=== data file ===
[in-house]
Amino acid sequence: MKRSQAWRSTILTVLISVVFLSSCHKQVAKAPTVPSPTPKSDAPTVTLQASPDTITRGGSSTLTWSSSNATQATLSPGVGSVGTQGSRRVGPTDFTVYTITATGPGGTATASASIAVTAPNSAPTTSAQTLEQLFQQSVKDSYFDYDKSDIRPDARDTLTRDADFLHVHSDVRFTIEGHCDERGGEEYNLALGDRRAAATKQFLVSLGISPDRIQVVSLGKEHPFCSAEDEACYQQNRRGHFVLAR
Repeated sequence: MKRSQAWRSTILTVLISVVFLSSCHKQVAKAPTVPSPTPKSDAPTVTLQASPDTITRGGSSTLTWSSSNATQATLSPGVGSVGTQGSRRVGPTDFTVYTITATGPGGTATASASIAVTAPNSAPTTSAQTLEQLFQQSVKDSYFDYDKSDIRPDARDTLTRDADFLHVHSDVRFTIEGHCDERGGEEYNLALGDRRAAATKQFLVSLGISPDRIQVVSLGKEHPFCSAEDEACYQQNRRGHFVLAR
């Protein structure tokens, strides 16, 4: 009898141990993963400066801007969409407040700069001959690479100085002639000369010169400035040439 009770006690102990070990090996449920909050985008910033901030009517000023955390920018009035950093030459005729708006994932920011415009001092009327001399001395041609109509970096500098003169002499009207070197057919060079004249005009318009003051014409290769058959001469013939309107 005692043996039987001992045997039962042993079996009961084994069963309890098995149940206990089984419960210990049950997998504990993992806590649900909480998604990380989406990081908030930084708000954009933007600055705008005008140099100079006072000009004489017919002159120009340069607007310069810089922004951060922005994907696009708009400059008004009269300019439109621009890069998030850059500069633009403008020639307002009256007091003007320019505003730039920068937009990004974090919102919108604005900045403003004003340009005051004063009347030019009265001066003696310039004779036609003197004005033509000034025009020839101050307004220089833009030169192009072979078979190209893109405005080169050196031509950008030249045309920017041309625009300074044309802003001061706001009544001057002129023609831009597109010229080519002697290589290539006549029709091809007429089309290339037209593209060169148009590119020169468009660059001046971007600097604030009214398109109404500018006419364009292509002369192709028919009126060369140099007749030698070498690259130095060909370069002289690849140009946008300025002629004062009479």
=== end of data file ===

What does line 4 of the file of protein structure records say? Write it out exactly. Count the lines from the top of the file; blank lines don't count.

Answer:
């Protein structure tokens, strides 16, 4: 009898141990993963400066801007969409407040700069001959690479100085002639000369010169400035040439 009770006690102990070990090996449920909050985008910033901030009517000023955390920018009035950093030459005729708006994932920011415009001092009327001399001395041609109509970096500098003169002499009207070197057919060079004249005009318009003051014409290769058959001469013939309107 005692043996039987001992045997039962042993079996009961084994069963309890098995149940206990089984419960210990049950997998504990993992806590649900909480998604990380989406990081908030930084708000954009933007600055705008005008140099100079006072000009004489017919002159120009340069607007310069810089922004951060922005994907696009708009400059008004009269300019439109621009890069998030850059500069633009403008020639307002009256007091003007320019505003730039920068937009990004974090919102919108604005900045403003004003340009005051004063009347030019009265001066003696310039004779036609003197004005033509000034025009020839101050307004220089833009030169192009072979078979190209893109405005080169050196031509950008030249045309920017041309625009300074044309802003001061706001009544001057002129023609831009597109010229080519002697290589290539006549029709091809007429089309290339037209593209060169148009590119020169468009660059001046971007600097604030009214398109109404500018006419364009292509002369192709028919009126060369140099007749030698070498690259130095060909370069002289690849140009946008300025002629004062009479």